Lately I’ve been intrigued by the Harvard Business Review article “Strategy Tools for a Shifting Landscape” by Michael G. Jacobides (January 2010) in which he makes the case for a narrative approach to strategy analysis. Jacobides writes, “In an age when nothing is constant, strategy should be defined by narrative – plots, subplots, and characters.” There’s no more fitting arena for a narrative approach to strategy development than the American orchestral industry. As we’ve witnessed firsthand with the Colorado Symphony, the cast and characters are riveting, and the story lines and motives continue to change.
Or have they changed? Many have written about a sense of déjà vu with this latest era of symphony decline, including a recent article from Forbes. If 2012 is a lot like 1969 or the 1980s, then what’s preventing true reinvention for relevance? Perhaps the scene hasn’t fully played out or some of the actors are vying for a longer run of the current show.
Peter Linett, a partner in the Chicago-based consulting firm Slover Linett Strategies, gave an outsider’s view on the Colorado Symphony’s new business plan in his piece titled, “At the Colorado Symphony, half steps towards a consumer-first business model.” He astutely noted that “everything is being questioned except the underlying assumptions.” What Peter didn’t know is that the Sustainability Study Committee, facilitated by Corona Insights last spring, did question the underlying assumptions and identified a set of new principles to guide the organization.
Recently I had the opportunity to compare the Colorado Symphony’s new business plan, Creating a 21st Century Orchestra, with the committee’s ideas and recommendations. I was pleased to see that the committee’s work inspired the Symphony’s new strategic direction. Yet I was disappointed to note that while the committee’s ideas were included in the plan, the underlying principles that supported them were not. The words were essentially superimposed on the old approaches.
The organization’s fiscal year ends mid-year, so we’ll know very soon if the new business plan can deliver results. In the meantime, we’ll keep watching as the plot unfolds.
What better way to learn about the quality work Corona does than through the experiences of our various customers? Check out our updated Case Studies to see Corona in action. Over the years, Corona has helped a wide array of customers through market research and strategic consulting answer the questions most important to them, and then guide them from insights to successful outcomes.
You may have noticed some other recent changes to Corona’s website. We apply proven research methods and strategic insights to all of our customers, across sectors and industries. Keep checking back to find out how we can help your nonprofit, business, government agency or higher education institution.
We’re in an era of profound and broad change for the nonprofit sector. In fact, this may be the most dynamic period the sector has experienced in two decades. Not only are the rules for success being rewritten, we’re thinking anew about what to call the sector, who is in the sector, and what defines it. Add to that the uncertainties in our macro world and – wow – it doesn’t get any more interesting or exciting.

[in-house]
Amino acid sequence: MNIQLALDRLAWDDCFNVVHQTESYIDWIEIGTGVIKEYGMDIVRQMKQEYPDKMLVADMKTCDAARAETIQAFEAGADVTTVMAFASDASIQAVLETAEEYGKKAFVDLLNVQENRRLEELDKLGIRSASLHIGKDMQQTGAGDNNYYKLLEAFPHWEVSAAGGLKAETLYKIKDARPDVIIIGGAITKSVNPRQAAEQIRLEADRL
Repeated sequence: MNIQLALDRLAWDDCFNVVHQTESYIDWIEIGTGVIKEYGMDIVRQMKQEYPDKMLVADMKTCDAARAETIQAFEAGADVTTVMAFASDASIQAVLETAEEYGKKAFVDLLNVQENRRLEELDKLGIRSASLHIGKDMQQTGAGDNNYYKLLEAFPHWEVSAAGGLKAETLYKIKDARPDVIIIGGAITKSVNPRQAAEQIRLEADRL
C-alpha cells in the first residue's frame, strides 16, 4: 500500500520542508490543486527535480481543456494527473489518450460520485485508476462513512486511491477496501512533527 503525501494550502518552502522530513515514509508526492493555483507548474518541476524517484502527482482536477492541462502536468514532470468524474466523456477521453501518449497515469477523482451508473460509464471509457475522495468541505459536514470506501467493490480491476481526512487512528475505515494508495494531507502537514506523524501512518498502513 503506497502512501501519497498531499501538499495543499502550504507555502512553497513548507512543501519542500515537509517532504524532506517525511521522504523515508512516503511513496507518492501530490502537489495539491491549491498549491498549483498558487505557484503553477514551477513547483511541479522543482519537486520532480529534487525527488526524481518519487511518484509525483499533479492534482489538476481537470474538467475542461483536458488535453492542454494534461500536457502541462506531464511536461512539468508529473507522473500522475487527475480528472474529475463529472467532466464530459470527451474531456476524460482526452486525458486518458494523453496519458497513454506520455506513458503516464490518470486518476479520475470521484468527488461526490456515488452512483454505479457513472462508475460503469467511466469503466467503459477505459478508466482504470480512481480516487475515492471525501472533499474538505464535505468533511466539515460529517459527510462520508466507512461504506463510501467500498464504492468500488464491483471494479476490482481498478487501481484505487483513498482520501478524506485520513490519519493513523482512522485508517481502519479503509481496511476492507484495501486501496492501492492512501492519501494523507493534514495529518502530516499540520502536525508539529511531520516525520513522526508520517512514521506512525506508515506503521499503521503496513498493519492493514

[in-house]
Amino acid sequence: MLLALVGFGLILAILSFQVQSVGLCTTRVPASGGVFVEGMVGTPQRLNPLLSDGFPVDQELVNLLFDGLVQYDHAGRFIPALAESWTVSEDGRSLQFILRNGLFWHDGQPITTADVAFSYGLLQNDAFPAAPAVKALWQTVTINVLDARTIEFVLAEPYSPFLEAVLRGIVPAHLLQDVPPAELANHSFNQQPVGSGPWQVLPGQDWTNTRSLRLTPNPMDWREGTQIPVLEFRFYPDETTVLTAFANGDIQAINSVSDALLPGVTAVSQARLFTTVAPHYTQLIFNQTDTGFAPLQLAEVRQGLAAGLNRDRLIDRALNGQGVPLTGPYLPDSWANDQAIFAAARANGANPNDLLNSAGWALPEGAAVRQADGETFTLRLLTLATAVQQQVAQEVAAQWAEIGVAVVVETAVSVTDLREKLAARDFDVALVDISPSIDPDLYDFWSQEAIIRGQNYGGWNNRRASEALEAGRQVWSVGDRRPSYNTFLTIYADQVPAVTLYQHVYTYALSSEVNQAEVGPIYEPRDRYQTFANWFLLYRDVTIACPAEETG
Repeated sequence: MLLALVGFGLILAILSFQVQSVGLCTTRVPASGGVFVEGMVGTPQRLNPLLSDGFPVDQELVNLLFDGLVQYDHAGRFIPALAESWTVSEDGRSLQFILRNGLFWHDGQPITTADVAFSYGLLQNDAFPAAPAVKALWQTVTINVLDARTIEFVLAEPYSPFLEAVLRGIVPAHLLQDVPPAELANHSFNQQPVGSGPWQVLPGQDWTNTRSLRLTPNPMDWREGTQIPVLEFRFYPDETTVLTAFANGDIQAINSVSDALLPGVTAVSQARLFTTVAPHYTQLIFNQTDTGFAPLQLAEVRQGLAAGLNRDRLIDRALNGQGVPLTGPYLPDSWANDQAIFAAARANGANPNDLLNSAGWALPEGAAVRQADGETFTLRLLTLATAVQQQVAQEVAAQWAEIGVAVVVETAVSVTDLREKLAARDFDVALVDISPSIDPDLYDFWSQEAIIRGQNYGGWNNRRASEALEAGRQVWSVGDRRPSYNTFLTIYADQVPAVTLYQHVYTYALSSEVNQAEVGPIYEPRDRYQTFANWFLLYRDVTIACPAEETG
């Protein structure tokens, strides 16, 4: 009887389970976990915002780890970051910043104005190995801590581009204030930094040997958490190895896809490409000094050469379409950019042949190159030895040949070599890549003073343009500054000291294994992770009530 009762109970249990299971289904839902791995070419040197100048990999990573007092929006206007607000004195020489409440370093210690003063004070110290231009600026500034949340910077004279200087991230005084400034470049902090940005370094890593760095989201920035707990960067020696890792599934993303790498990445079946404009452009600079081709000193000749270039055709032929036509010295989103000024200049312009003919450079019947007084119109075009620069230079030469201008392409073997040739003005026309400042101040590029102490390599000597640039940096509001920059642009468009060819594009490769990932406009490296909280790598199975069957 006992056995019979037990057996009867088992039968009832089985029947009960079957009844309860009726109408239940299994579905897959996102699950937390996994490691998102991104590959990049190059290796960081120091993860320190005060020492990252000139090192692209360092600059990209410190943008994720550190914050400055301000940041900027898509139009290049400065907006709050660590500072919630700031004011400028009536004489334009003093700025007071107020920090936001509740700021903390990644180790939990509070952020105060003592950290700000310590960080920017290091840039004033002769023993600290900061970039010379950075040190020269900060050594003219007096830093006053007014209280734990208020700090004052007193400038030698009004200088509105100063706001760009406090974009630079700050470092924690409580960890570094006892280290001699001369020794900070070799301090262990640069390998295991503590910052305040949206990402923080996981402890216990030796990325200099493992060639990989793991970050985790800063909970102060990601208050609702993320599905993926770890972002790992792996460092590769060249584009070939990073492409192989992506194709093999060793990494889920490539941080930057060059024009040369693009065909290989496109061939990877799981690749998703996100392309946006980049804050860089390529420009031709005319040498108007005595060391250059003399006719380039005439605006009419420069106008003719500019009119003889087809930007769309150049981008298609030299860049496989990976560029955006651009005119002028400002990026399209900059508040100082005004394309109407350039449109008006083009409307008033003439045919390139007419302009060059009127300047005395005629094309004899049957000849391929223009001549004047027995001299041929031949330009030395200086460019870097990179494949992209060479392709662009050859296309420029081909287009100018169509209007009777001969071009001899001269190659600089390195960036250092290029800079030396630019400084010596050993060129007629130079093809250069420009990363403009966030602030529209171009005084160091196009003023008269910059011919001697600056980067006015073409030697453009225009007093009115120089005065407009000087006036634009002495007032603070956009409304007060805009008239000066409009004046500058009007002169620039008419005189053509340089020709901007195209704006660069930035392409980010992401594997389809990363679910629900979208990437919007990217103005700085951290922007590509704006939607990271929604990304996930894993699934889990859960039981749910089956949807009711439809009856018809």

The next era nonprofit is being (re)created right now. It embraces community relevance and impact as it searches for the Holy Grail – sustainability.
Corona Insights is leading a workshop for Denver’s Social Venture Partners on the five fundamentals of sustainable, next era nonprofits. Join us on February 17 from 7:30-9:30 am to learn about these fundamentals, Corona’s cutting-edge approach to business model sustainability, and the insights and foresights we’ve gathered on the future of the sector . The SVP workshop, open to 50 participants, will focus on:
- The fundamentals of nonprofit sustainability
- The importance of strategy and business model design for sustainable nonprofits
- The board’s role in sustainability
Contact Pat Landrum, Executive Director of SVP Denver, for more information and to RSVP.
Do you confuse planning with strategy? Check out Karla’s featured article on CausePlanet.org – Strategy is a 24/7 Endeavor. Karla articulates Corona’s approach to strategy development and even includes a few 2012 resolutions for you.
This article also heralds Corona Insights’ partnership with CausePlanet.org, an online resource for nonprofit leaders. For years, CausePlanet.org has been showcasing the latest thinking in the nonprofit sector through their Page to Practice™ book summaries, as well as blogs and relevant articles. Through this ongoing relationship, Corona and CausePlanet.org will continue to synthesize the best thinking and publications out there for you.
Tomorrow (December 6) is Community First Foundation‘s second annual Colorado Gives Day. This 24-hour event is a special opportunity to “give where you live.” Last year, Colorado Gives Day exceeded expectations and their $1 million fundraising goal by raising $8.4 million. In 2010, about 540 nonprofits participted and 83% acquired new donors.
This year, all bets are off! There are over 900 participating nonprofits across the state. Corona Insights is pleased to see so many past clients and colleagues on the list: 9Health Fair, Bluff Lake Nature Center, Center for African American Health, Center for Work Education and Employment, Clinica Tepeyac, Colorado Youth at Risk, Denver Children’s Advocacy Center, Denver Public Schools Foundation, Family Tree, Metro Volunteers, Mile High United Way, Nurse-Family Partnerships, Qualistar Colorado, Rebuilding Together Metro Denver, Rocky Mountain PBS, The Children’s Museum of Denver, Volunteers for Outdoor Colorado, and Warren Village… just to name a few!
Check out the Colorado Gives Day website to find your favorite nonprofit. Or, discover a new one to support! You have from midnight to midnight to contribute.